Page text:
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In my application, when I want import a file, i use TStringList.

But, when someone export data from Excel, the file encoding is UCS-2 Little Endian, and TStringList can't read the data.

There is any way to validate this situation, identify the text encoding and send a warning to the user that the text provided is not compatible?

Just to be clear, the user will provide only plain text..letter and numbers, otherwise this, I must send the warning.

Unicode File without BOM is good. (TStringList can read it!)
ANSI file Too. (TStringList can read it!)
Even Unicode with BOM will be good, if there is a way to remove it. (TStringList can read it!, but with "i" ">>" and "reverse ?" characters, that belongs to BOM bytes)

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@DavidHeffernan yes, delphi 6 –  EProgrammerNotFound Apr 26 '13 at 15:53
1  
possible duplicate of Handling of Unicode Characters using Delphi 6 –  J... Apr 26 '13 at 15:56
    
Jedi Code Library has Unicode-enabled stringlists ready to be used –  Arioch 'The Apr 26 '13 at 16:24

1 Answer 1

up vote 7 down vote accepted

I used the following function in Delphi 6 to detect Unicode BOMs.

const
  //standard byte order marks (BOMs)
  UTF8BOM:              array [0..2] of AnsiChar = #$EF#$BB#$BF;
  UTF16LittleEndianBOM: array [0..1] of AnsiChar = #$FF#$FE;
  UTF16BigEndianBOM:    array [0..1] of AnsiChar = #$FE#$FF;
  UTF32LittleEndianBOM: array [0..3] of AnsiChar = #$FF#$FE#$00#$00;
  UTF32BigEndianBOM:    array [0..3] of AnsiChar = #$00#$00#$FE#$FF;

function FileHasUnicodeBOM(const FileName: string): Boolean;
var
  Buffer: array [0..3] of AnsiChar;
  Stream: TFileStream;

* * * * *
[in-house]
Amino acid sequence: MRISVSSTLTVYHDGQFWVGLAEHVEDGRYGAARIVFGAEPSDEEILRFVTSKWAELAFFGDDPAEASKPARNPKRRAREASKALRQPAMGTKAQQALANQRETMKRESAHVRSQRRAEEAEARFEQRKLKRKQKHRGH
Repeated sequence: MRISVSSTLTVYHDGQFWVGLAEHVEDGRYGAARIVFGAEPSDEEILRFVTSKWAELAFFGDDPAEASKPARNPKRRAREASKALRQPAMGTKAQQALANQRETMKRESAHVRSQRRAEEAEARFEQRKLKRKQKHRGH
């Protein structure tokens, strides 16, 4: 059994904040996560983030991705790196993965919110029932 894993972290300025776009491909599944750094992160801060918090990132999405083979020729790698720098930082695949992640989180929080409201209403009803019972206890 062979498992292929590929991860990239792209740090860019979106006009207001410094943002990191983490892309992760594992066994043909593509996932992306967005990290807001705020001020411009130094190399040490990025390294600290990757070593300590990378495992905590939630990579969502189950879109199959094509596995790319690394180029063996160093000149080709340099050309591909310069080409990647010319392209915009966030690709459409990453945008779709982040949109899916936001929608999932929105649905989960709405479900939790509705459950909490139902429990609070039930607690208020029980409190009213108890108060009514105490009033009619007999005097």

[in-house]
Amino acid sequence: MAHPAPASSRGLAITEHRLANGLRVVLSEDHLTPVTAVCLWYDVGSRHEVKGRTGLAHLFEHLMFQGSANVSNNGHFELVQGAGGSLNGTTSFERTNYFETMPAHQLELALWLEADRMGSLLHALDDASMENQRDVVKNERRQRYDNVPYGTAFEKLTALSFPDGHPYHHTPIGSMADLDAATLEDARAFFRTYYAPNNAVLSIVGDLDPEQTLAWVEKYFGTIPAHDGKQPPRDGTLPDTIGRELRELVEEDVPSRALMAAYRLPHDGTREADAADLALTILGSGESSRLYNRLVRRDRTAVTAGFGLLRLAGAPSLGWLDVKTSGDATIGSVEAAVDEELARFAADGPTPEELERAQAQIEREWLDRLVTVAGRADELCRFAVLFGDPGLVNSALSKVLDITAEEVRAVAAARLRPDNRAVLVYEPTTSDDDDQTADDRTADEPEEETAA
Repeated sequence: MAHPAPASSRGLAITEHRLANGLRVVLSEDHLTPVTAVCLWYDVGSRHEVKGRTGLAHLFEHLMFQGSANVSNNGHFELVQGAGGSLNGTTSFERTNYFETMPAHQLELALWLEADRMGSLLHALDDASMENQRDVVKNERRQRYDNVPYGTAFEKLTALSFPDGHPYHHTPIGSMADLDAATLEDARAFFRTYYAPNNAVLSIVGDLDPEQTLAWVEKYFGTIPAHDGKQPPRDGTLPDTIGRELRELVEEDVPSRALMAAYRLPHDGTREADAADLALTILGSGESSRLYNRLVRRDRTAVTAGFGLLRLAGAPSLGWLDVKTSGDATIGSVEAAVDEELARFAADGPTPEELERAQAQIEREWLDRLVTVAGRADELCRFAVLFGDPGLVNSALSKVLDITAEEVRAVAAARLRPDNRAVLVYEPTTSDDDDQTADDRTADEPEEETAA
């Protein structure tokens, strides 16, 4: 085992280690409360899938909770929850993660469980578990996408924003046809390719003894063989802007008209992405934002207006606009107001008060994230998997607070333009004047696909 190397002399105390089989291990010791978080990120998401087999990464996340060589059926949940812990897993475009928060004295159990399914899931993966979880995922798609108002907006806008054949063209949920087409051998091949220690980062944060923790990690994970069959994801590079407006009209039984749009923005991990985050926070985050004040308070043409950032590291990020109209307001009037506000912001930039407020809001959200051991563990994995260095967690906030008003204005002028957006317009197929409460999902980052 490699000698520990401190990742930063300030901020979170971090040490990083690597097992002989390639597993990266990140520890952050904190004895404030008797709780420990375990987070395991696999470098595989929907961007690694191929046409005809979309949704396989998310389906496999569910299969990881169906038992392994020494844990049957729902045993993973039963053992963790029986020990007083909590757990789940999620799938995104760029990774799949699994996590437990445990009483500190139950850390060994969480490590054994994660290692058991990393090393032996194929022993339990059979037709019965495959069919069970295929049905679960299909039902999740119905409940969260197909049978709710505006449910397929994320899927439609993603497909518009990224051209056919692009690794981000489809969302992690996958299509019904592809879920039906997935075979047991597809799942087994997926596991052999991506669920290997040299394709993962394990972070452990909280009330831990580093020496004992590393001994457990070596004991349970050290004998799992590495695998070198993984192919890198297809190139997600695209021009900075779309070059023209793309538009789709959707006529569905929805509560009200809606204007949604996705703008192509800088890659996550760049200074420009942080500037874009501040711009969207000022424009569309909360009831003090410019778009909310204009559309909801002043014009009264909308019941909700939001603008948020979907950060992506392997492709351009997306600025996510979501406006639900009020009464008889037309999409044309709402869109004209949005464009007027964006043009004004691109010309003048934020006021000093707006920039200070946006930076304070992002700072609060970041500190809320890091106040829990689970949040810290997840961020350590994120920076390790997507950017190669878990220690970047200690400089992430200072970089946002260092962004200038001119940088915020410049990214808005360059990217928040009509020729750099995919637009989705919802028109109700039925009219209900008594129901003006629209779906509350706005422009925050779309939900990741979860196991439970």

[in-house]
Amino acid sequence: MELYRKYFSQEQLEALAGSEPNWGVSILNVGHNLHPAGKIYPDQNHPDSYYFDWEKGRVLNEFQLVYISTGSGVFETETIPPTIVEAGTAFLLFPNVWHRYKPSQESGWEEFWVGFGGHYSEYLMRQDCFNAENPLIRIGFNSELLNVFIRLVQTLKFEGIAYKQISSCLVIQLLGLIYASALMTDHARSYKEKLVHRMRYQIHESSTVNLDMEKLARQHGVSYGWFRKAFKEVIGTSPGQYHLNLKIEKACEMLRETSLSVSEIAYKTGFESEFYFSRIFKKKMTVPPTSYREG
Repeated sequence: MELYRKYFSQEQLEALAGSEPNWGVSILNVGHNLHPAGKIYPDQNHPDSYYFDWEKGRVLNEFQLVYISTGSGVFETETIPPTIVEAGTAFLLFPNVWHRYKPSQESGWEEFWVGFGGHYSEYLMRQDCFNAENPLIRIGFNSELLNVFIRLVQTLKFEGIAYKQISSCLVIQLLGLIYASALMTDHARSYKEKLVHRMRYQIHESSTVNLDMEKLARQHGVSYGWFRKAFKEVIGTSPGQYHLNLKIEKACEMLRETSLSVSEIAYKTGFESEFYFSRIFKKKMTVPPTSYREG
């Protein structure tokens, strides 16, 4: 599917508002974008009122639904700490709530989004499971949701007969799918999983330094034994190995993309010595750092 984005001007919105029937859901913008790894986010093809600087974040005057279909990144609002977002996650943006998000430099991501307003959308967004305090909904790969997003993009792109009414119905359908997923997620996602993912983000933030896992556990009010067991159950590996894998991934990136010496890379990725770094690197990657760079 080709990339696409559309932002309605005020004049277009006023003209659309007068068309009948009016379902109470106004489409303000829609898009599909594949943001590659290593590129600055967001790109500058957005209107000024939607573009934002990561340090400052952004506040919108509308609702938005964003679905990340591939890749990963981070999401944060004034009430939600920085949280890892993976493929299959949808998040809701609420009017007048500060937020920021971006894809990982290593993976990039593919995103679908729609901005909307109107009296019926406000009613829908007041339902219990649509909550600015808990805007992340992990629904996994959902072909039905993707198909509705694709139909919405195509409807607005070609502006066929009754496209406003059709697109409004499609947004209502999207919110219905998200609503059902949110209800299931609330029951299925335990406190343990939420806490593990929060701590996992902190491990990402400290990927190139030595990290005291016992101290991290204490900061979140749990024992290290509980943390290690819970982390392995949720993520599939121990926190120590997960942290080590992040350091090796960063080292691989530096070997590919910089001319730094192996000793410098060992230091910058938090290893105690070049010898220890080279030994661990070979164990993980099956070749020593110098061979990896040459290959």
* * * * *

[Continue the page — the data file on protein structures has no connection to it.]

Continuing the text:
begin
  Stream := TFileStream.Create(FileName, fmOpenRead or fmShareDenyWrite); // Allow other programs read access at the same time.
  Try
    FillChar(Buffer, SizeOf(Buffer), $AA);//fill with characters that we are not expecting then...
    Stream.Read(Buffer, SizeOf(Buffer));  //...read up to SizeOf(Buffer) bytes - there may not be enough
    //use Read rather than ReadBuffer so the no exception is raised if we can't fill Buffer
  Finally
    FreeAndNil(Stream);
  End;
  Result := CompareMem(@UTF8BOM,              @Buffer, SizeOf(UTF8BOM))              or
            CompareMem(@UTF16LittleEndianBOM, @Buffer, SizeOf(UTF16LittleEndianBOM)) or
            CompareMem(@UTF16BigEndianBOM,    @Buffer, SizeOf(UTF16BigEndianBOM))    or
            CompareMem(@UTF32LittleEndianBOM, @Buffer, SizeOf(UTF32LittleEndianBOM)) or
            CompareMem(@UTF32BigEndianBOM,    @Buffer, SizeOf(UTF32BigEndianBOM));
end;

This will detect all the standard BOMs. You could use it to block such files if that's the behaviour you want.

You state that Delphi 6 TStringList can load 16 bit encoded files if they do not have a BOM. Whilst that may be the case, you will find that, for characters in the ASCII range, every other character is #0. Which I guess is not what you want.

If you want to detect that text is Unicode for files without BOMs then you could use IsTextUnicode. However, it may give false positives. This is a situation where I suspect it is better to ask for forgiveness than permission.

Now, if I were you I would not actually try to block Unicode files. I would read them. Use the TNT Unicode library. The class you want is called TWideStringList.

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Are Unicode 16 and 32 bits the same as UCS2? –  EProgrammerNotFound Apr 26 '13 at 16:14
    
USC2 is an older format from early Unicode. It's a fixed length 16 bit encoding. The first versions of Windows NT were based on UCS2, as was early Java, I believe. But UTF-16 is a variable length encoding. Some code points need more than one character element. Those use surrogate pairs. However, UCS2 is pretty much a subset of UTF-16 as I understand it. If you read a UCS2 file as if it was UTF-16 you'll get sensible data. –  David Heffernan Apr 26 '13 at 16:17
    
Yes, that would block any file that contained a known Unicode BOM –  David Heffernan Apr 26 '13 at 16:22
    
"detect Unicode" is pretty bold claim, your code only detects BOM presence and is open sesame any files w/o BOM. –  OnTheFly Apr 26 '13 at 16:23
    
@user539484 Yeah, change the name to TextFileHasKnownUnicodeBOM. It is of course impossible to detect Unicode with total accuracy. –  David Heffernan Apr 26 '13 at 16:24

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